Sex sells … at least to my friends

Even though I still have a lot of work to do especially to get a marketing program underway and get the book formatted for other sites, I went ahead and put two separate editions of The Awful Mess: A Love Story up on Kindle earlier than I did everything else. I guess I just didn’t quite believe it could really be that easy to do. But it was.

And already I’ve learned something valuable.  Since I put up the regular edition AND a PG-13 Edition, but only marketed it to my friends on Facebook for now (that’s 89 people), I can safely conclude that my friends (and maybe a few of their friends) prefer to read the sex scenes, thank you.

My rankings have been all over the place and are appallingly low, I assume (again, I’m not really marketing yet), but at about a week in, I’d say this comparison from Tuesday night is fairly definitive:

Regular edition rank: #93,629   PG-13 Edition rank: #439,806.

Don’t ask me what this means in terms of actual copies sold, because I don’t know how to figure that out yet. Also, I’m told that Amazon people can actually return Kindle books, so maybe some of these excited people will just skim through for the scant couple of sex scenes and then give it back in disgust for a full refund.

Even so, it’s been fun to watch.  So to speak.



Just who counts as a Christian, anyway?

Today I started uploading my debut novel to Kindle, which meant assigning categories and keywords.

Now, The Awful Mess has some serious Christian themes. Even though the main character is a self-described “heathen” who does some regrettable messing around with a flawed (but not entirely unsympathetic) Episcopal priest, she ultimately falls in love with a committed Christian who’s prone to saying “Praise God” at odd moments. As my friend Lucia Nevai has pointed out, in many ways the book concerns itself with various levels of religious sincerity.

So one obvious category or keyword for this book might be Christian, right?

Apparently not.

I haven’t had the guts to try it, but I suspect I’d discover a whole world of hurt if I put it in that category. Just to confirm my suspicions, I asked the LinkedIn group I belong to (“Ebooks, Ebook Readers, Digital Books and Digital Content Publishing”) if I was correct in guessing readers in that category would be put off by progressive Christianity, such as  support for marriage equality.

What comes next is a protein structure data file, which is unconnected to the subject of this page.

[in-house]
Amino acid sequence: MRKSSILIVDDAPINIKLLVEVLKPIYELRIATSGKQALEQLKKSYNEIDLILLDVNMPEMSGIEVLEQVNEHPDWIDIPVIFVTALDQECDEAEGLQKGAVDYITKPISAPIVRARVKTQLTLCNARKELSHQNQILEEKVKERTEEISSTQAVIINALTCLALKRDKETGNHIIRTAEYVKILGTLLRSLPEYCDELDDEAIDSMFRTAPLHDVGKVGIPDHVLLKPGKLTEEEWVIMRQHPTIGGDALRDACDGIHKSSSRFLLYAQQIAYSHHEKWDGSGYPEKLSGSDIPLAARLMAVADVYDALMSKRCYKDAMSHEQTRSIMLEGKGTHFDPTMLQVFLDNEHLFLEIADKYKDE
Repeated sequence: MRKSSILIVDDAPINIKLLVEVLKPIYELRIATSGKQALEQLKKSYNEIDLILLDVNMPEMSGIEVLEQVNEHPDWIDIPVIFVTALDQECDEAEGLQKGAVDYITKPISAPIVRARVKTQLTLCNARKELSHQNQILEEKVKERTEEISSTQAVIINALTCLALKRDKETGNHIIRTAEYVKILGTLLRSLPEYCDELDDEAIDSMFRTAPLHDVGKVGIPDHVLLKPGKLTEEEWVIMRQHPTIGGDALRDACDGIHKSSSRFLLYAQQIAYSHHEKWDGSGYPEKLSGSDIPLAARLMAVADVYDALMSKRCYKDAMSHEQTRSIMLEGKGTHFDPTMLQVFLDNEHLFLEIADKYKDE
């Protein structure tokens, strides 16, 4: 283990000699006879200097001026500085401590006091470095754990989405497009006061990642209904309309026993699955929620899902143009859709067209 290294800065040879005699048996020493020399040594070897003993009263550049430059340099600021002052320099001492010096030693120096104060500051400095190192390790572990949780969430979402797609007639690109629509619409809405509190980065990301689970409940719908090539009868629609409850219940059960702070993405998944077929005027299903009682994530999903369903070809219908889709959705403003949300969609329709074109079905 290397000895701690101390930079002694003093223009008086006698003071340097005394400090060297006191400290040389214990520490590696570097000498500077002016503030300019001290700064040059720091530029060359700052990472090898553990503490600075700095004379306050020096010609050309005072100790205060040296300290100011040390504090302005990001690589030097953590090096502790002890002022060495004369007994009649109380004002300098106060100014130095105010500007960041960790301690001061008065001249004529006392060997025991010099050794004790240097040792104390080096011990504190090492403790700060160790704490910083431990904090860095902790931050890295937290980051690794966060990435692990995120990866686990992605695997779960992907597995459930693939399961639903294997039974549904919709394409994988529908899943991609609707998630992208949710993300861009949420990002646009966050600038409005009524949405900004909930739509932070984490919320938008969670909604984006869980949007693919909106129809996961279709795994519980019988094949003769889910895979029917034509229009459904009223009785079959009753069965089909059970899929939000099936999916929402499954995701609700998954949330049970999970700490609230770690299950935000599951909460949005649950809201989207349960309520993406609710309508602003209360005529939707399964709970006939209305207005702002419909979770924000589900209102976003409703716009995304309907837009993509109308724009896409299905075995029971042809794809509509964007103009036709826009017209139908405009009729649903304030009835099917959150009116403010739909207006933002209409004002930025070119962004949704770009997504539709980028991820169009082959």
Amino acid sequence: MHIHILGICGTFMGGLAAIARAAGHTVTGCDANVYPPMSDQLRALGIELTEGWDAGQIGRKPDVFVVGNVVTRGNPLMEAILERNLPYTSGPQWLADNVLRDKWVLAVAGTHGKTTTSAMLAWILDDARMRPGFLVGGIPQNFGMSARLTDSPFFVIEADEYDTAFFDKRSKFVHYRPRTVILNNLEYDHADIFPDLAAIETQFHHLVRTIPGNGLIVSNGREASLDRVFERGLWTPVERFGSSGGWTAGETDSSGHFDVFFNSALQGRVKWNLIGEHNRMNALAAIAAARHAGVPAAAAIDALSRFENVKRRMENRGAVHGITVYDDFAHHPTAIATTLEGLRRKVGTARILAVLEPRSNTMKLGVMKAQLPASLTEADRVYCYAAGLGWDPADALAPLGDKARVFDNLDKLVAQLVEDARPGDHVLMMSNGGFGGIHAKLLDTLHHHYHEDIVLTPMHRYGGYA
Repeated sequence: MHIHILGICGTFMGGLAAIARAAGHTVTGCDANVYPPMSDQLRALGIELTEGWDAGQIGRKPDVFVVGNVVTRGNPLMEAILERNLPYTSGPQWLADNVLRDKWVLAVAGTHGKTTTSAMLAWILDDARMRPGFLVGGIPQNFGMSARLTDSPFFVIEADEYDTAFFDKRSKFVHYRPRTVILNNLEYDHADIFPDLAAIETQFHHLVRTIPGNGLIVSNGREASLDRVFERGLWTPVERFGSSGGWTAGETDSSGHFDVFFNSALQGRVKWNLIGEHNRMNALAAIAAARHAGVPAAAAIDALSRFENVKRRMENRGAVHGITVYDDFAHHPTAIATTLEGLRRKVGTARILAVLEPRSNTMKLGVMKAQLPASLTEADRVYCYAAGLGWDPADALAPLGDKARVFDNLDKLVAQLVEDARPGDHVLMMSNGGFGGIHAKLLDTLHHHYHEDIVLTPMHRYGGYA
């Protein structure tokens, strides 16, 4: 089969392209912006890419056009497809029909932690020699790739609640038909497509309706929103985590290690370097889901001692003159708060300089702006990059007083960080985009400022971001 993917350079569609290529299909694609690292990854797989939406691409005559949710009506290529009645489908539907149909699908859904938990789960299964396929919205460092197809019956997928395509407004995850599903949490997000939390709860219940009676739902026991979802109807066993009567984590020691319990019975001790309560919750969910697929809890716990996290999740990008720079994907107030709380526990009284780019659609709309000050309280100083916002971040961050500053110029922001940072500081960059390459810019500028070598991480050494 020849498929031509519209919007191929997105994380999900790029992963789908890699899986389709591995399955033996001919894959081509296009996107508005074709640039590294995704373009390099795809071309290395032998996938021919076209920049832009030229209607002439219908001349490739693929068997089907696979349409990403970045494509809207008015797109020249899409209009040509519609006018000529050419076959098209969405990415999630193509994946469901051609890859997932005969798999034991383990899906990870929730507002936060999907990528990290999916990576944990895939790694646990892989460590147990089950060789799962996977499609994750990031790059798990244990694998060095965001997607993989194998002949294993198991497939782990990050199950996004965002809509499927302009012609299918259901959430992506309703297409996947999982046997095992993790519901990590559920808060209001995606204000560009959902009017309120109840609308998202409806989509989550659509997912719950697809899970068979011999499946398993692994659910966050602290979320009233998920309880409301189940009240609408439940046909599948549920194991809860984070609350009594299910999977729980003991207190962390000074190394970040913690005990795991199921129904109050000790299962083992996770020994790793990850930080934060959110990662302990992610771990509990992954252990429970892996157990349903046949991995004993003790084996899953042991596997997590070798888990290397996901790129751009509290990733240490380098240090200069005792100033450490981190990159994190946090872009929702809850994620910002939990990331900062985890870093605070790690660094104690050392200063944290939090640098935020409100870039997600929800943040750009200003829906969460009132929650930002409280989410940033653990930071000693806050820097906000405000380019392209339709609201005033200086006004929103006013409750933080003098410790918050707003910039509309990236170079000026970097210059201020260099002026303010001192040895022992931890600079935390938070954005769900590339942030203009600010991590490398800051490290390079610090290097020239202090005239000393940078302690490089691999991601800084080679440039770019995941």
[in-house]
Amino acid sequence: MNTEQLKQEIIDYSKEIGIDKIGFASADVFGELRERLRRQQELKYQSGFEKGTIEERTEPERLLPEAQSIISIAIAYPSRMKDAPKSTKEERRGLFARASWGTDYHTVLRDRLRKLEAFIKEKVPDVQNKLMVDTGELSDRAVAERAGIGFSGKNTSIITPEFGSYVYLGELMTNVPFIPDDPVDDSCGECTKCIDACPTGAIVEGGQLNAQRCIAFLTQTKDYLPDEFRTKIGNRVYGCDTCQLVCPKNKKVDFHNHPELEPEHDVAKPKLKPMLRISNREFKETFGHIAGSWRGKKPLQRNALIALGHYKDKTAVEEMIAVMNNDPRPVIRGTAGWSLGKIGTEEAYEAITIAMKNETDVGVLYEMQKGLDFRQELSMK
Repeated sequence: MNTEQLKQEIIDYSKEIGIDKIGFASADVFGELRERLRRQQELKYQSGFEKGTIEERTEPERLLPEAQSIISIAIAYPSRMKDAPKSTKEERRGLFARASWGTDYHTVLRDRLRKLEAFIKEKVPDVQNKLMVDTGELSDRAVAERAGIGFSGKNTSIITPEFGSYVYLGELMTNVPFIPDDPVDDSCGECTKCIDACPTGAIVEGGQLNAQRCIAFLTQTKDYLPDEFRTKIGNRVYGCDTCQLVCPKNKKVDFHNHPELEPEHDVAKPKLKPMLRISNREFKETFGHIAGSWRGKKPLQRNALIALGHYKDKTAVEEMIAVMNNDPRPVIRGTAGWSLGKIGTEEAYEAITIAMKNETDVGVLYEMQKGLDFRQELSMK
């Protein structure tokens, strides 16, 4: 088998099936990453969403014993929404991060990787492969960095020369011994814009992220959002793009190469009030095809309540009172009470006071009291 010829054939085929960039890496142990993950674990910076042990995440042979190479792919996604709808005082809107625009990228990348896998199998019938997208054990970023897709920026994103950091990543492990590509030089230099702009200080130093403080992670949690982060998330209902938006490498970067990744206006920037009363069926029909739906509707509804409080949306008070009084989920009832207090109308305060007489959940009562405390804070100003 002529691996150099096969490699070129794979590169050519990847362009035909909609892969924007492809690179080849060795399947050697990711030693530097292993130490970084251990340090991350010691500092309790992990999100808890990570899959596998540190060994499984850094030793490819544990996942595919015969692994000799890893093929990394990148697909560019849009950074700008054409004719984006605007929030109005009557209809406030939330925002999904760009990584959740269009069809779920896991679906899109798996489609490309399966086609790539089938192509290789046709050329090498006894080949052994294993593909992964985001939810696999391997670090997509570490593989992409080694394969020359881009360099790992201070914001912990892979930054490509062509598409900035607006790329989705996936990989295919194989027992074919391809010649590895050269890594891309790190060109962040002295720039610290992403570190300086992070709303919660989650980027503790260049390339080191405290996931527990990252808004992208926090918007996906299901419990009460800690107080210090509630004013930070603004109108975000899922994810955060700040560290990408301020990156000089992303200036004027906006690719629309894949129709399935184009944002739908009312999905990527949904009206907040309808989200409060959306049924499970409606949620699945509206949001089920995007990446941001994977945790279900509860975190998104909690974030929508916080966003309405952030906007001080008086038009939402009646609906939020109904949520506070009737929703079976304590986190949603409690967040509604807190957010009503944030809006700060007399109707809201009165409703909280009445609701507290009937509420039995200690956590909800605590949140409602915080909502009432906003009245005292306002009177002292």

One participant responded, “To be christian, it must respect some basic rules as not to go against christian principes [sic].” Another said, “I think you will find Christian bookstores unwilling to promote books that are not faithful to the Bible’s teachings….”

So I thanked them for the help (and it was helpful) and I decided to go with keywords “religion and spirituality” and “Episcopal” instead. At this stage in my writing career I’d like to minimize the number of angry one-star reviews.

But isn’t it ironic that a novel that literally quotes the Bible and concerns itself with Christian belief doesn’t fit into a category called “Christian” simply because it doesn’t hew to the most conservative interpretation of that word?

And why that automatic assumption that progressive Christianity is not “faithful to the Bible’s teachings.” Really?  Where do conservative Christians think progressive Christians get their ideas … toilet stalls? The Huffington Post? Isn’t it possible these Christians they describe as lacking faith are studying exactly the same scriptures and concluding that Jesus was mostly about love and forgiveness rather than maintaining purity and ancient power structures?

Anyway, it’s an odd feeling, as a Christian, to be excluded from this category … but I’m hopeful it won’t always be this way. This is kind of what my book is all about, really. In my fictional little town, real people who disagree completely about religion nonetheless find a way to show love for each other, even if it’s just with a friendly greeting, or a milk shake.

And no, I don’t think it belongs in the “fantasy” category.


Mark Coker makes me feel good

Coker always makes me feel good about what I’m doing.  I think he may be ignoring the importance of having some way of separating readable stuff from the rest, but I expect we’ll be seeing new mechanisms arise to help readers navigate through this exciting mess.



Plugging along … curtains closed

It seems as if just about everything I want to do with this web site depends on getting something else done first. (For example, right now I really ought to be manhandling my first five chapters into an attractive book format that I can save as a PDF so I can offer them free on the site by Wednesday, my personal deadline for going live.)

The most baffling aspect of this new enterprise is running this site. I’ve never blogged before, and I’m new to everything WordPress, especially the wonderful world of plug-ins and widgets.

In any case, the world is already rife with authors’ blogs. I plan to update only occasionally here, with anything that looks like it might be particularly interesting for readers of my books.

I’ve turned off comments on most of the site because of the endless comment spam. You can make comments below, but I have to moderate them, so they may not show up right away.  (Otherwise, you’d mostly see a bunch of determined folks from China telling me how great this site is, with links designed to sell you handbags.)